Heavy reliance was placed by the appellant upon the canon of interpretation expressed in the maxim expressio unius est exclusio alterius. This maxim provides at the most merely a guide to interpretation; it does not pre-ordain conclusions.
[43] More recently, the Supreme Court declined to apply the principle in A.Y.S.A. Amateur Youth Soccer Association v. Canada Revenue Agency, 2007 SCC 42 (CanLII), [2007] 3 S.C.R. 217. Rothstein J. wrote, at para. 15, that “arguments based on implied meaning must be viewed with caution.” He approved of Professor Sullivan’s statement at p. 266 of her book:
While reliance on implied exclusion for this purpose [determining if a provision is exhaustive] can be helpful, it can also be misleading. What the courts are looking for is evidence that a particular provision is meant to be an exhaustive statement of the law concerning a matter. To show that the provision expressly or specifically addresses the matter is not enough. [Footnote deleted.]
[44] Rothstein J. reiterated, at para. 16, that the modern approach to statutory construction is “the words of an Act are to be read in their entire context and in their grammatical and ordinary sense harmoniously with the scheme of the Act, the object of the Act, and the intention of Parliament”.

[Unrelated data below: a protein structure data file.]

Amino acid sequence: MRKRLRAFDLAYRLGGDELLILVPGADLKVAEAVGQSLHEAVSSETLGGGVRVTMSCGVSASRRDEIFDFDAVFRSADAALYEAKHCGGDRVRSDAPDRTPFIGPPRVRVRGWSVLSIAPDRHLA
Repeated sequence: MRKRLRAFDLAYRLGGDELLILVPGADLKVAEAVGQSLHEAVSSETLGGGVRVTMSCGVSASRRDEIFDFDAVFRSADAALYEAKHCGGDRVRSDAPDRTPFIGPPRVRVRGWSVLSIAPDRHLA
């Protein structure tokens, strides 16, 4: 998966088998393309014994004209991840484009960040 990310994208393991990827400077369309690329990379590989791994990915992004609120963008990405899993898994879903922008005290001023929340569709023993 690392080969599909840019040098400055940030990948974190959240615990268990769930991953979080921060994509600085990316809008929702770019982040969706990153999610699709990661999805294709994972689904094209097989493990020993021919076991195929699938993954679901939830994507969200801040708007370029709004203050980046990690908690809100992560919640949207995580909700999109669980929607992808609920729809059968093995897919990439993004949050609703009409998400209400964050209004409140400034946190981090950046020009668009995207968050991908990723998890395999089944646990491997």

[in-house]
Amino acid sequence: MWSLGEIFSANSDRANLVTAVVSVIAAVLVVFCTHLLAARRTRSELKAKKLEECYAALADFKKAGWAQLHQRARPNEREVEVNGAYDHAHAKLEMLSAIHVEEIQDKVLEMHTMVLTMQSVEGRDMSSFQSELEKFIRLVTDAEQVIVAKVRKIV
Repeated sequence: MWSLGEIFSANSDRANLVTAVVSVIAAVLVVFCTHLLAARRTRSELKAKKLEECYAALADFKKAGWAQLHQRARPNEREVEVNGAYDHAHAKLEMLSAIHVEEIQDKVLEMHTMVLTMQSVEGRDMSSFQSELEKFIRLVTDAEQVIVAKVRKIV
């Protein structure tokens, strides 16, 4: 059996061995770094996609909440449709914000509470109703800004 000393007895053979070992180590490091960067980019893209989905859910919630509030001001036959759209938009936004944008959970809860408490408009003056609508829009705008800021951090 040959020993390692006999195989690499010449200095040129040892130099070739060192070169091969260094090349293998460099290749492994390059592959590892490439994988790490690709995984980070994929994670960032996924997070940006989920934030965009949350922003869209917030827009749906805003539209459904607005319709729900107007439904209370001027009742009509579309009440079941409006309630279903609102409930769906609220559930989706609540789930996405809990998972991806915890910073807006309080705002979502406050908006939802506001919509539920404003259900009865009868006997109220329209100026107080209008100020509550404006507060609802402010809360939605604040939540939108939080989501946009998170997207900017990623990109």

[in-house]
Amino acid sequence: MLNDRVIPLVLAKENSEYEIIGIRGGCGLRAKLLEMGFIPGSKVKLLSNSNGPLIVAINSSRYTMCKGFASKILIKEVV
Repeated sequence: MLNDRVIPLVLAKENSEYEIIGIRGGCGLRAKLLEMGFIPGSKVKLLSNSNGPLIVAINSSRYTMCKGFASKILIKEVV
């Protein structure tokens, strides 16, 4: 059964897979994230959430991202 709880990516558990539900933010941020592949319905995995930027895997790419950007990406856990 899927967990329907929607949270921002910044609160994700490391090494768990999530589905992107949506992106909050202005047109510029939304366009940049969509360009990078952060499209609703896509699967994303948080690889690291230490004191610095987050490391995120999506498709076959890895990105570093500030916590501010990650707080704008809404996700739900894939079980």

[45] Reading the WSIA as a whole, it is apparent its objective is to ensure injured workers have access to compensation. It employs two different means to accomplish that objective. The first means provides workers with an insurance plan and completely eliminates workers’ civil actions. In the part of the Act dealing with the first means, it was necessary to prohibit only the waiver of benefits under the insurance plan. The second means, Part X, makes numerous changes to the common law to achieve the same statutory objective by providing workers with rights of action for damages. It seems to me that applying the implied exclusion principle to s. 16 to infer a worker can waive the rights provided by Part X would fundamentally undermine what the Legislature is trying to achieve in Part X.

[46] Hence, I would conclude that a reading of the Act as a whole does not support interpreting s. 16 as impliedly indicating that the Legislature intended to permit the waiver of the statutory actions created by Part X. The two different means by which the object of the Act is secured must each be interpreted on its own terms.


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Last modified: 03-06-24